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June 2013

Prepared by: Daniel Cohan, Ph.D.

As Energy Future Holdings faces an uncertain financial future, three of its legacy coal-fired power plants from the former TXU feature prominently in the energy and air quality challenges confronting Texas. These 1970’s vintage facilities – Big Brown, Martin Lake, and Monticello – are among the leading emitters of air pollutants and greenhouse gases in Texas. Their emissions of nitrogen oxides (NOx) – more than 30,200 tons in 2011 – have been shown to contribute to excess levels of ground-level ozone in the Dallas- Fort Worth and Tyler-Longview-Marshall regions. Substantial reductions in NOx emissions will be needed in order for these regions to attain air quality standards for ozone, a pollutant that can cause respiratory illness and premature mortality. Their emissions of sulfur dioxide (SO2) have been modeled to exceed SO2 standards up to 10 miles downwind of each plant, and contribute to unhealthful particulate matter over far longer distances. Ozone and particulate matter increasingly have been linked to illness and mortality, prompting the Environmental Protection Agency to tighten air pollution standards for these pollutants. Meanwhile, these three power plants ranked nationally among the top five emitters of mercury, a potent neurotoxin linked to IQ impairment and other developmental problems in children.

legacy coal chart

Read the full report…

Fair Use Notice
This document contains copyrighted material whose use has not been specifically authorized by the copyright owner. SEED Coalition is making this article available in our efforts to advance understanding of ecological sustainability, human rights, economic democracy and social justice issues. We believe that this constitutes a "fair use" of the copyrighted material as provided for in section 107 of the US Copyright Law. If you wish to use this copyrighted material for purposes of your own that go beyond "fair use", you must obtain permission from the copyright owner.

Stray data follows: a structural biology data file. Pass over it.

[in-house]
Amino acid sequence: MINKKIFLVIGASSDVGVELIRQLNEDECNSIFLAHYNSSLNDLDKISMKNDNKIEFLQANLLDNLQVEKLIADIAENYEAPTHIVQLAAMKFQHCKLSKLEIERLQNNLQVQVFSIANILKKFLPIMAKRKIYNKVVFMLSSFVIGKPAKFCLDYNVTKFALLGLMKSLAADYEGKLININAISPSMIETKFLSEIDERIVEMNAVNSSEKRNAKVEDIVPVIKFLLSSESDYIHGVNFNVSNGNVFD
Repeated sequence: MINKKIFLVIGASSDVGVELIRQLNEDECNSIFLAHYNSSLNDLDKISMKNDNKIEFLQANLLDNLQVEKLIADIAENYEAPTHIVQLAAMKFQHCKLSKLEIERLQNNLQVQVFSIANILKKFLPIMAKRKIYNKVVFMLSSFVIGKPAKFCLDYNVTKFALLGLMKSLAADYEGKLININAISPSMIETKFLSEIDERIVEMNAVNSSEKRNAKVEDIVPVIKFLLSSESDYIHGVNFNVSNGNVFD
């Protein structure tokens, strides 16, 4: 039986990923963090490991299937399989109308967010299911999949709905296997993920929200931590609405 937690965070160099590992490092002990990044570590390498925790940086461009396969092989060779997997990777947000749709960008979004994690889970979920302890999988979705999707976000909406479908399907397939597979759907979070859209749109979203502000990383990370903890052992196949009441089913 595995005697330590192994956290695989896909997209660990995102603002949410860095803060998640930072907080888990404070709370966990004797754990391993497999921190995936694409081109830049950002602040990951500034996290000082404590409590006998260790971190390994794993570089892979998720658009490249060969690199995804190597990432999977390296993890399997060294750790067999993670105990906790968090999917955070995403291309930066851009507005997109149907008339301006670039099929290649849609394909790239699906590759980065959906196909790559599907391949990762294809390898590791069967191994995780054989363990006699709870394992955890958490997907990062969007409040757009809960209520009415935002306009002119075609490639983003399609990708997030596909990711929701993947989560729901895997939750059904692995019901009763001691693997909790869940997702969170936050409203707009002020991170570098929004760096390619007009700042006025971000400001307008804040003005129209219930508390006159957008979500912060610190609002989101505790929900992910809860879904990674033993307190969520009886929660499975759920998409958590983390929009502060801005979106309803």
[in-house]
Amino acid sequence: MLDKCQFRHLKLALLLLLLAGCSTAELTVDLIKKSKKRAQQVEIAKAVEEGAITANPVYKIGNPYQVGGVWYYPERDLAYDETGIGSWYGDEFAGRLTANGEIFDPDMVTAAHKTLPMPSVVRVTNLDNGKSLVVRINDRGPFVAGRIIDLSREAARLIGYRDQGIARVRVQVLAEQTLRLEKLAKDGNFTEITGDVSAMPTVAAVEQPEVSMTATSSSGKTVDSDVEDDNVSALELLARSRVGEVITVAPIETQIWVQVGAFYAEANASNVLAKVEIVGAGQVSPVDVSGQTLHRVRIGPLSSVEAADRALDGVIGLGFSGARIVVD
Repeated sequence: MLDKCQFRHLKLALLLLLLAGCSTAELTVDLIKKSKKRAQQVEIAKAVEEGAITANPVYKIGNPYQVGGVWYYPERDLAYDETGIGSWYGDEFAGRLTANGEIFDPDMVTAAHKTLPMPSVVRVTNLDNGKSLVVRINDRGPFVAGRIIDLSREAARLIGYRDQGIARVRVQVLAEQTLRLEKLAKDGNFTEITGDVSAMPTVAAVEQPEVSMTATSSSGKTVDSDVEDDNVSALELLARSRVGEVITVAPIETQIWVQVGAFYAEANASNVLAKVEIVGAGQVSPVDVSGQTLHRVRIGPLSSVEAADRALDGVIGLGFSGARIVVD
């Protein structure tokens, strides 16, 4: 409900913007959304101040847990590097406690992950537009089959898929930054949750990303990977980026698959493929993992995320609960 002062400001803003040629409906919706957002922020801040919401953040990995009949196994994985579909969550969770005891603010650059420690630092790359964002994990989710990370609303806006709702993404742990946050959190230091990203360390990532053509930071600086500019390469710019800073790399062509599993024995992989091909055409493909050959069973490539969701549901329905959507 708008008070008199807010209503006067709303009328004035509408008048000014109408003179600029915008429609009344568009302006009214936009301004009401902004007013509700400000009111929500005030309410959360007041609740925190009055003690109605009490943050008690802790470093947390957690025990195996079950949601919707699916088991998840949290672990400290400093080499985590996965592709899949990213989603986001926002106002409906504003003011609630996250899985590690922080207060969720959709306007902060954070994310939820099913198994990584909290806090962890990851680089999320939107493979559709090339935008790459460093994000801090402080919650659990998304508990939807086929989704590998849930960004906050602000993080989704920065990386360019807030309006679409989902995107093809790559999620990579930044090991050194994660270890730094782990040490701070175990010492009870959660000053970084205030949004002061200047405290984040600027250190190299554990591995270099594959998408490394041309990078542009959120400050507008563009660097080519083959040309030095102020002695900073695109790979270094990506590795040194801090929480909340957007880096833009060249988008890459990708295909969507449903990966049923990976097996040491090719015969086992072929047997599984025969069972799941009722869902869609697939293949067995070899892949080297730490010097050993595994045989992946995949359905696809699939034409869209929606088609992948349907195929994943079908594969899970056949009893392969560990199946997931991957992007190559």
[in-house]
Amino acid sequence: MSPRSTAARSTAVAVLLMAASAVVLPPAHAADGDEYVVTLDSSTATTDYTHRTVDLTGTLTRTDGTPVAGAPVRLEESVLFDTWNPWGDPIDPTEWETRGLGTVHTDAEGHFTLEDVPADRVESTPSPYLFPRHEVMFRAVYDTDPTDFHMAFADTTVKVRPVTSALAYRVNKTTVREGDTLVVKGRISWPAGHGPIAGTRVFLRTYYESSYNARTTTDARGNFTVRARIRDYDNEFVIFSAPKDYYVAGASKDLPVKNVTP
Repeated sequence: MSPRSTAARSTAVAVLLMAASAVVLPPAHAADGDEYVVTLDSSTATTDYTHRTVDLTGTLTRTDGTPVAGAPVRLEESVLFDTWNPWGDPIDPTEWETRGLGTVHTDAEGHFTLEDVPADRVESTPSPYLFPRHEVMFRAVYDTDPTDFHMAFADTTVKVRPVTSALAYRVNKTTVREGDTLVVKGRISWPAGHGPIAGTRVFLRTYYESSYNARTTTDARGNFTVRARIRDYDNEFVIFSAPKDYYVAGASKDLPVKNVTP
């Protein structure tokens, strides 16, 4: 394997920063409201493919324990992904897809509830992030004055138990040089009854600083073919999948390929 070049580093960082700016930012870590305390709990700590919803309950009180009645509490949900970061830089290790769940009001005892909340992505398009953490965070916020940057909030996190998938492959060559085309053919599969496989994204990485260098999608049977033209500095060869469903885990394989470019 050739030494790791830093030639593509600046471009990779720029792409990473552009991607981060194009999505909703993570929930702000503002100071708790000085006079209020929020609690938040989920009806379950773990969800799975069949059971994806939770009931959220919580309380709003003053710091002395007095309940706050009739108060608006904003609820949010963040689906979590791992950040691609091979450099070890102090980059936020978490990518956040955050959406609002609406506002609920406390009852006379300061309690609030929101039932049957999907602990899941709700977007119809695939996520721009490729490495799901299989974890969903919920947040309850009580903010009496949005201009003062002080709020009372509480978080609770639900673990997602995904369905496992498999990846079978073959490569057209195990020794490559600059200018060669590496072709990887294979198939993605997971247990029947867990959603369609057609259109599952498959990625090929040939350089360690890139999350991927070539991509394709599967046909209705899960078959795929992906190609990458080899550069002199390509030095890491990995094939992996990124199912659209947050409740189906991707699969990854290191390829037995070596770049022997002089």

Oct. 3, 2015

By Sara Sneath
Victoria Advocate

The Environmental Protection Agency has identified Coleto Creek and 11 other coal-fired power plants in the state as high sulfur dioxide emitters.
Under the Clean Air Act, the EPA is required to set air quality standards for sulfur dioxide, which can cause respiratory illnesses, harm the environment and damage property.

In 2010, the agency revised its national air quality standard for the pollutant. Now, the agency is collecting monitoring data from 12 coal-fired power plants in the state that the agency found emit large amounts of sulfur dioxide.

The data will be used to determine if the areas where the plants are located meet the new air quality standard, Joe Hubbard, agency spokesman, wrote in an email last week.

If the area around Coleto Creek Power Plant is found to have levels of sulfur dioxide that make it unhealthy to breathe, the agency would designate the area as nonattainment, and the plant would likely be required to take costly measures to cut down on its emissions.

The designation could be detrimental to taxpayers and workers in Goliad County, where the plant is located, said Goliad County Judge Pat Calhoun. The power plant provides about 43 percent of the tax base in the county.